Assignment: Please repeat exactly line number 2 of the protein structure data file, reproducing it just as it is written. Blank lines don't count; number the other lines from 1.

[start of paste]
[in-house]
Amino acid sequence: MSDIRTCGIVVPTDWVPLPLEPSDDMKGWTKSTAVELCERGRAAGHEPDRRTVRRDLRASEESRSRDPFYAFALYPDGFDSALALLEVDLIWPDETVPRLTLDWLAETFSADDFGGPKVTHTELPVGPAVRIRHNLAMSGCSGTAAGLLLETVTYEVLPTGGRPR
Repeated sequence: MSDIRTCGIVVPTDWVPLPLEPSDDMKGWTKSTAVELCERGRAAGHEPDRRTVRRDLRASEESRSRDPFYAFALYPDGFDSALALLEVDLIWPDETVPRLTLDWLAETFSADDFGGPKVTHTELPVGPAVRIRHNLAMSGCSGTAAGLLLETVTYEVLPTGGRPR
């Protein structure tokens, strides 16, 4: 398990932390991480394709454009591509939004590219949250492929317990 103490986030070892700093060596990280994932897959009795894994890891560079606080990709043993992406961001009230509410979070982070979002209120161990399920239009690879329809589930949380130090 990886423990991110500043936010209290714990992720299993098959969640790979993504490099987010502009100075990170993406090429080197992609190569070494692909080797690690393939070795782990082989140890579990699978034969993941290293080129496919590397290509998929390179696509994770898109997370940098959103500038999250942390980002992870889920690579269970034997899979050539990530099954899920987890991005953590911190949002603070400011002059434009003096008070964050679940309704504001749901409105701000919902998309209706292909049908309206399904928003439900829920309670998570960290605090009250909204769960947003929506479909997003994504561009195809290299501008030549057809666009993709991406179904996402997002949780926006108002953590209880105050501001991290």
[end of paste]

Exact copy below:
Amino acid sequence: MSDIRTCGIVVPTDWVPLPLEPSDDMKGWTKSTAVELCERGRAAGHEPDRRTVRRDLRASEESRSRDPFYAFALYPDGFDSALALLEVDLIWPDETVPRLTLDWLAETFSADDFGGPKVTHTELPVGPAVRIRHNLAMSGCSGTAAGLLLETVTYEVLPTGGRPR